Everything MLRC has published, in any publication, since 2017.
Scorched Earth Litigation: The Call for Anti-SLAPP May Save YouVictoria Baranetsky
In Planet Aid v. CIR, a defamation lawsuit that was filed six years ago against our newsroom, parties finally settled the remaining issue: attorney’s fees.
Anti-SLAPP Win for Lions Gate against NXIVM RecruiterJean-Paul Jassy and Meghan Fenzel
Granting defendants’ anti-SLAPP motion in its entirety, Judge Sykes ruled that Plaintiff Marc Elliot’s claims failed as a matter of law, and that any amendment would be futile.
Portnoy’s Complaint DismissedLindsey Cherner
The Massachusetts federal court dismissed a defamation and invasion of privacy case brought by media mogul David Portnoy, which he conceded was never about winning and always about revenge.
Freedom of Speech Looms Large at the Supreme CourtJeff Hermes
Has there been a recent term where the Court took on so many big structural questions implicating freedom of speech?
10 Insurance Topics for Non-Insurance LawyersSamuel W. Wardle
This article aims to provide non-insurance practitioners with a basic framework for understanding how insurance policies are written, how to identify coverage and exclusions, and what to expect from an insurance company in cases of disputed coverage.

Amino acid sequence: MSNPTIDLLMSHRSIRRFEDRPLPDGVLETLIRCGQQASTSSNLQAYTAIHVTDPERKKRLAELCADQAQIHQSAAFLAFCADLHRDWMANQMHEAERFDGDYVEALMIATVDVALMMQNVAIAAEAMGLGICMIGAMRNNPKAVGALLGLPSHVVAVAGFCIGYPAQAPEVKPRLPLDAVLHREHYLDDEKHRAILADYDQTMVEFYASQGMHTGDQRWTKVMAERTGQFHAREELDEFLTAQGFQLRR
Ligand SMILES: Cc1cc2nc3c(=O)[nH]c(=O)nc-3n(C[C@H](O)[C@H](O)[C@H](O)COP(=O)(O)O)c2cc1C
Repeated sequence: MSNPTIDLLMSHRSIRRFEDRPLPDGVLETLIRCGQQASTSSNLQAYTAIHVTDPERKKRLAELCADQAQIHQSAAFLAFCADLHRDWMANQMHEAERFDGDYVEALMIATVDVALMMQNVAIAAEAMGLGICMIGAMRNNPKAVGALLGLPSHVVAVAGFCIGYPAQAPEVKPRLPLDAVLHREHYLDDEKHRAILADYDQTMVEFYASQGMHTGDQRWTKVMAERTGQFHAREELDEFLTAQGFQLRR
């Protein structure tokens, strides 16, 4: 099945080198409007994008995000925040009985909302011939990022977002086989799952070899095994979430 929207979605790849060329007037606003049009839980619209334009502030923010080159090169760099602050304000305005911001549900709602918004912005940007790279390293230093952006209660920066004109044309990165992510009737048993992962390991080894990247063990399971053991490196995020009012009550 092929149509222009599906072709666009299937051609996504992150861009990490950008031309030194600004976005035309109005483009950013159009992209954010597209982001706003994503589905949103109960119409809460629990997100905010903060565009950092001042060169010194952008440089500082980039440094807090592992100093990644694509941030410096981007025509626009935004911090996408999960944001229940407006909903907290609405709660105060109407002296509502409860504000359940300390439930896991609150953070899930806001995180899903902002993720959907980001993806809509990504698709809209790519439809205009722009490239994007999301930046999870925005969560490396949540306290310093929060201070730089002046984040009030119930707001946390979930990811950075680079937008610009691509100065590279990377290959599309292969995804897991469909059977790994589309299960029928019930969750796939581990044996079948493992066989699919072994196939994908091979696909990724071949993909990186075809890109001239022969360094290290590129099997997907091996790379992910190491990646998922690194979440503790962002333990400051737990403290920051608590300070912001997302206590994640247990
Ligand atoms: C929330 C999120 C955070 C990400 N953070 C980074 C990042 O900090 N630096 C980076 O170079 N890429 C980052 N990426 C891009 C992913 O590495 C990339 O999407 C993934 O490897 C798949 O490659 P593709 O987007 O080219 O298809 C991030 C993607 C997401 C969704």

Federal Court Dismisses Tara Reade’s Privacy Suit Against New York TimesAl-Amyn Sumar
The court granted The Times’s motion to dismiss under Rule 12(b)(6) and to strike the claims under California’s anti-SLAPP law.
Judge SLAPPs “Brooklyn Land Shark” Suit Against Daily NewsMatthew Leish
Is it defamatory to refer to a real estate investor who has been repeatedly sued for taking advantage of vulnerable homeowners as a “Land Shark” who has been slammed as “a wolf preying on sellers”? A New York state trial judge has answered that question with a resounding “no.”
Catholic Church Subpoena for Berkshire Eagle’s Confidential SourcesJeffrey J. Pyle
On October 3, a Massachusetts Superior Court judge issued a revised order protecting Berkshire Eagle investigations editor Larry Parnass – at least for now – from having to identify his confidential sources for a story about clergy sex abuse in western Massachusetts.
MLRC and the Pandemic: Great Opportunities Amidst CrisisGeorge Freeman
MLRC's Covid-era Zoom calls have featured prominent speakers, timely journalistic issues, cutting-edge legal matters, and some just plain fun topics to discuss.
Ohio Senate Candidate Can Run, But Not HideDarren Ford and Jack Greiner
Can a candidate for the United States Senate from Ohio and his soon to be ex-wife file a divorce action in a county in which neither resides and have a compliant judge issue an order prospectively sealing the entire case record? Spoiler alert, the answer is no.
New York Court Upholds First Amendment Right of Access to Jury Selection in Upcoming Trump TrialRobert Balin and Jesse Feitel
Judge Gonzalez appears to be the first New York state court judge to recognizing a presumptive First Amendment right of the public and press to attend jury selection in civil trials.